An idea about the future of ads... or no ads

Lets face it mobile is killing the existing model for advertising. Advertisers are getting a fraction of the price of ads on mobile than on the desktop. And less people are clicking on these ads. As ads become less profitable and more of a websites users come from mobile that website will start to look for more ways to profit.

Freemium: I know some people hate freemium, but it is a sound and tested business model. What if websites like the Verge said we'll let you read all the articles you want but to be able to comment, save articles and listen to podcasts you have to pay $2 a month, no ads. Now would this work, possibly. Obviously if all websites turned to this model most readers would be paying a lot of money every year to visit websites. Maybe The Verge only needs $1 every month from users, would you buy it then?

Subscriptions/ Pay walls: Again a lot of people hate pay walls, I hate not being able to read an article from the WSJ about some rumor they got from some guy in the supply chain in Asia (think about it how ridiculous does that sound). But in my mind not many websites would be able to pull this off. Only ones with a loyal following will be able to succeed under this model. But it makes you think if all trusted big name websites (Forbes, Bloomberg) turn to this model the web will be a much different place.

Ad Walls: Some sites use this method today. Forbes being the only one I can think of off the top of my head. Before you get to the website or article the entire screen is taken up by an ad. This will force users to acknowledge the ad, in theory increasing click through rates. They may even make the ad timed so you cant advance for a period of maybe 5 or 10 seconds. Youtube also does this with video ads on some videos.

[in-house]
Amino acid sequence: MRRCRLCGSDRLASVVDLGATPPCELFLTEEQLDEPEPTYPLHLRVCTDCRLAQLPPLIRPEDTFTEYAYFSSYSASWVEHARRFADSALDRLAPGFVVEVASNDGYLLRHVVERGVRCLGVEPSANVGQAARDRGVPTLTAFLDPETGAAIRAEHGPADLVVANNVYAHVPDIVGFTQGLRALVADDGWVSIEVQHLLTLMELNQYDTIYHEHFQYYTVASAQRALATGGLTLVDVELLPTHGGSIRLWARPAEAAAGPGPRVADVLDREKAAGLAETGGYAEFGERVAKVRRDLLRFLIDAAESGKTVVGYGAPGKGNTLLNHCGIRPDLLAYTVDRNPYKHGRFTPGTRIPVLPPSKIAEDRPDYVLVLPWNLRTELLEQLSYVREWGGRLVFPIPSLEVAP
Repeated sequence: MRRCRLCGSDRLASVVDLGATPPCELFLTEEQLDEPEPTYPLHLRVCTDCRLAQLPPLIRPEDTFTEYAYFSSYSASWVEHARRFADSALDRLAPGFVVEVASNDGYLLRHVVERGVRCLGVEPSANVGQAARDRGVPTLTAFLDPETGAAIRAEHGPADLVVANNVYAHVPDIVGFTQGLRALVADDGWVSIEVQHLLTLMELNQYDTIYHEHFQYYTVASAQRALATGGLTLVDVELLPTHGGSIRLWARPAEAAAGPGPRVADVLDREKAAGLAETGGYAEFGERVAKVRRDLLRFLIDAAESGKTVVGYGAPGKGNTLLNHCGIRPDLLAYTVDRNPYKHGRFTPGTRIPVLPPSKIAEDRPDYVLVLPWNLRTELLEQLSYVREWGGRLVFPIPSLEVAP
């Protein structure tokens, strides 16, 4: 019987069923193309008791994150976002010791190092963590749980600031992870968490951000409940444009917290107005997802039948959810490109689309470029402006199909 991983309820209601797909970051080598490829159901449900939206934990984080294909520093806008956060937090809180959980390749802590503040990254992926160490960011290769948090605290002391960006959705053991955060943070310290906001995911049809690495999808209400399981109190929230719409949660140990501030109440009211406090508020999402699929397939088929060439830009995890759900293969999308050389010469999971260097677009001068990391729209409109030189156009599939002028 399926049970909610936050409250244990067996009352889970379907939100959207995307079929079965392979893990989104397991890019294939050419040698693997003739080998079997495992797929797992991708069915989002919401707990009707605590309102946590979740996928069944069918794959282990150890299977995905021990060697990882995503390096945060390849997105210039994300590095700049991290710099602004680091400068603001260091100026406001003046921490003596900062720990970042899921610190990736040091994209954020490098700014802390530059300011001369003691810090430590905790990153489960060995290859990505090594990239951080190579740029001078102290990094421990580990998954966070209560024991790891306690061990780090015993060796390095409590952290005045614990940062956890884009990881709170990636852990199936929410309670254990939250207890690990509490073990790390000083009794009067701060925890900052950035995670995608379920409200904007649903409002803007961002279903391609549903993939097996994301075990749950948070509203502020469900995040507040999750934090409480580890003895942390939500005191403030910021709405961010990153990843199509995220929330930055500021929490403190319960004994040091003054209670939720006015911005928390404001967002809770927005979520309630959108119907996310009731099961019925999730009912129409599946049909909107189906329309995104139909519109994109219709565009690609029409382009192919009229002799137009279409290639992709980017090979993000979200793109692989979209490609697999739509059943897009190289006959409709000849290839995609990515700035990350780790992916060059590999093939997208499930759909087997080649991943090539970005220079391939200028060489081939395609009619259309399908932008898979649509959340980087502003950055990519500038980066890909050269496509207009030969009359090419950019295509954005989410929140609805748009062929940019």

Subscriptions/ Free ad based reading: This I feel will be the most popular way websites and apps try to generate money. Everyone can read, watch and do every function on the website supported by ads. But they also offer a subscription based service allowing ad free reading. Honestly I don't understand why websites don't do this now, depending on the price I would love to read/listen/watch The Verge ad free. And quite honestly how much money could they make off me with ads anyway. This is sort of like apps that have a normal version and an ad free version.

Selling things: Very few websites do this now and I don't think many more will do this in the future but it can work. Some websites sell things specifically targeted at their users. Mobile Nations sell cases and other things for phones and tablets on their site. They also have ads so I don't know how good this business model is.

Innovative Ads: Obviously I don't know what they would be (or else Id sell it to a corporation and be a millionaire) but somewhere in a room, probably on the west coast, there are smart people developing a new type of ad. It could be location based, like I'm walking down the street reading an article and the next page I go to there's an ad for Starbucks which is about 10 feet away from me.

Those are just some ideas on how the web could look like in the future. Now it wont come to this until a much larger chunk of internet traffic comes from mobile. At this moment mobile traffic is at 12% Im thinking somewhere around 40% is where we will start to see changes. This will effect more websites/companies than you think, Google and Facebook get almost 100% of their revenue through ads. A large majority of websites get their revenue from ads. They will start to face a problem and will find solutions to it. Nothing could happen and ads just get smarter and more innovative. Websites could take a hybrid approach with a freemium model. Or giving the option to view their website without ads (once again don't understand why they don't already do this). Or the internet and app ecosystem could become a closed place with pay walls up everywhere. I see a freemium or free ad based with the option for subscription on websites or apps. But anything can happen, what is definite is the bread and butter of the internet is in for some tough times ahead.